As Kelly pointed out, when Uncle Jack died in 1929, dialysis and kidney transplants were treatment methods of the future—so why wouldn’t such a diagnosis be fatal? There was no way of curing a disease like his in the early 1900s.
One thing I love about genealogy is its ability to fire the imagination. I enjoy taking hard facts I’ve gathered from decades old documents to place a family member in an historical place and time, then imagining what their life was like in that setting. In Jack’s case, brief as his life may have been, it must have been an exciting time in history for a young man to be alive.
Though born in New York, he grew up in Chicago in the 1920s: the age of flappers and Al Capone.
Imagine the headlines Jack must have read on his way to work about the latest shooting sprees of Capone and his gang on the streets of Chicago where he lived. Eliot Ness and G-Men were real—not just characters portrayed in reruns on late night TV (what’s that?) or in a blockbuster movie being shown at a local cineplex (what’s that?). Jack was a boy during World War I and died ten years before World War II even began. Did he hear stories from older boys in the neighborhood who’d fought for the Allies in Europe? Clearly, he knew nothing of the horrors of a holocaust or a man named Hitler. And he died just months before the Great Depression brought America to its economic knees.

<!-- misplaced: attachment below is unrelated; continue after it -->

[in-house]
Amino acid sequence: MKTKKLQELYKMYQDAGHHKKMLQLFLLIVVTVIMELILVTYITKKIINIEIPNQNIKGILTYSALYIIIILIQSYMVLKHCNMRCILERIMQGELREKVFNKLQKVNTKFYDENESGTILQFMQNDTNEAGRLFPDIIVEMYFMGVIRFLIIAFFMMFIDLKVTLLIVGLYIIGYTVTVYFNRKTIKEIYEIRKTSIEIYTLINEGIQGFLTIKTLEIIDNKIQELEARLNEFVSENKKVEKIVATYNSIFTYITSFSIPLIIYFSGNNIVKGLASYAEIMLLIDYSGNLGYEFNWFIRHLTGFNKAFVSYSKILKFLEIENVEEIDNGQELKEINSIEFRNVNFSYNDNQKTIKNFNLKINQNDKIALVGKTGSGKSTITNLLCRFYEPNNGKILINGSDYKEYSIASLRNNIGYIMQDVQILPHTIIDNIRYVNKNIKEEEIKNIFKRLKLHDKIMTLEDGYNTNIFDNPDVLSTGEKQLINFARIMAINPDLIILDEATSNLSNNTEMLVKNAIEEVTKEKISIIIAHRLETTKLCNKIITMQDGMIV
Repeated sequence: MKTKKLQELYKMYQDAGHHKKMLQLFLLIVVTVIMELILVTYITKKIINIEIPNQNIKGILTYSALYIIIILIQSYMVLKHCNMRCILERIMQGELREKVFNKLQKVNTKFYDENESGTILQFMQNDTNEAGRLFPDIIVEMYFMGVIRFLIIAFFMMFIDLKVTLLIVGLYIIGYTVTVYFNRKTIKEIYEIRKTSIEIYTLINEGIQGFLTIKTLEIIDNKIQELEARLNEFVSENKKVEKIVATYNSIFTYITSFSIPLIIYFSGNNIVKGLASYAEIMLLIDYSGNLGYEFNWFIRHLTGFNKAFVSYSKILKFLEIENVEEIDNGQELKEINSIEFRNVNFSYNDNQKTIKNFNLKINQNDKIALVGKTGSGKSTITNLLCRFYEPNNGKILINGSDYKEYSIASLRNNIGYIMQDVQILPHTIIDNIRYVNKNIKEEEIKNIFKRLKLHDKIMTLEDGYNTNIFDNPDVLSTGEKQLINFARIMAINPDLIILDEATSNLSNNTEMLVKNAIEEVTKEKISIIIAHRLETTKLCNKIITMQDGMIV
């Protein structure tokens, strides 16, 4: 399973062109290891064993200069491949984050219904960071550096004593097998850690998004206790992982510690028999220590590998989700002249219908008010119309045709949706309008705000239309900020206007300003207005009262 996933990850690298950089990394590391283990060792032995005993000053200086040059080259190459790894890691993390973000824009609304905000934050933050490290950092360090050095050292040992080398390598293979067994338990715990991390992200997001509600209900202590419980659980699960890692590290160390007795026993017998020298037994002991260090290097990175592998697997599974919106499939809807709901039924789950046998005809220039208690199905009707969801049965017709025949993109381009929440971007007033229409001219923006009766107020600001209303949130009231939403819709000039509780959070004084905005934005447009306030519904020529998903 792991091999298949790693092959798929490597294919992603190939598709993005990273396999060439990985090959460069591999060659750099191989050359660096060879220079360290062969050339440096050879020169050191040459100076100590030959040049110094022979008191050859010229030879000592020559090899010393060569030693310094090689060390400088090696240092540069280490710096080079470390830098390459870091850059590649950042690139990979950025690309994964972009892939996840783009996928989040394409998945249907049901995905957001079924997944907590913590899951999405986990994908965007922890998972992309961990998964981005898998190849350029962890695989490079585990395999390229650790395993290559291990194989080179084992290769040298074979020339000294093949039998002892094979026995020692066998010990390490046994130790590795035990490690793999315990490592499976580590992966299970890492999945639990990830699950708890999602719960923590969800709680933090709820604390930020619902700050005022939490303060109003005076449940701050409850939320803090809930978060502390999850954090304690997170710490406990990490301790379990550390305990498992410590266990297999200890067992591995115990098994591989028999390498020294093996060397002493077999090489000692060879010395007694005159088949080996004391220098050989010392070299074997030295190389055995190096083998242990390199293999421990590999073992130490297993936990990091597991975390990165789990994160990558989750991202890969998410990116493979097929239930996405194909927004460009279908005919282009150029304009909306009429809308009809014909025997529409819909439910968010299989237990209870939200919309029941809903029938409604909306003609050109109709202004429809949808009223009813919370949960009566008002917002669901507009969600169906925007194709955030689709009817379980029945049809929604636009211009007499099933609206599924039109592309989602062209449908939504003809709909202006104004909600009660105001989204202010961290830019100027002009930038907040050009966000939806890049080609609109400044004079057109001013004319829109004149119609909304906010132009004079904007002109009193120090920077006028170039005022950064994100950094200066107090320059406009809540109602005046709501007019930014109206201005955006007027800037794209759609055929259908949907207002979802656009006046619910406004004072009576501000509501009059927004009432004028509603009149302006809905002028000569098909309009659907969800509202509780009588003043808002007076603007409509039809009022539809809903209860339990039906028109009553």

In a perverse way, Jack was one of the lucky ones in the Donar family who died over the next few years—he actually got a gravestone. His father Peter, who died several months later, just days before the Crash, did not—there was probably no money available for such a luxury at the time.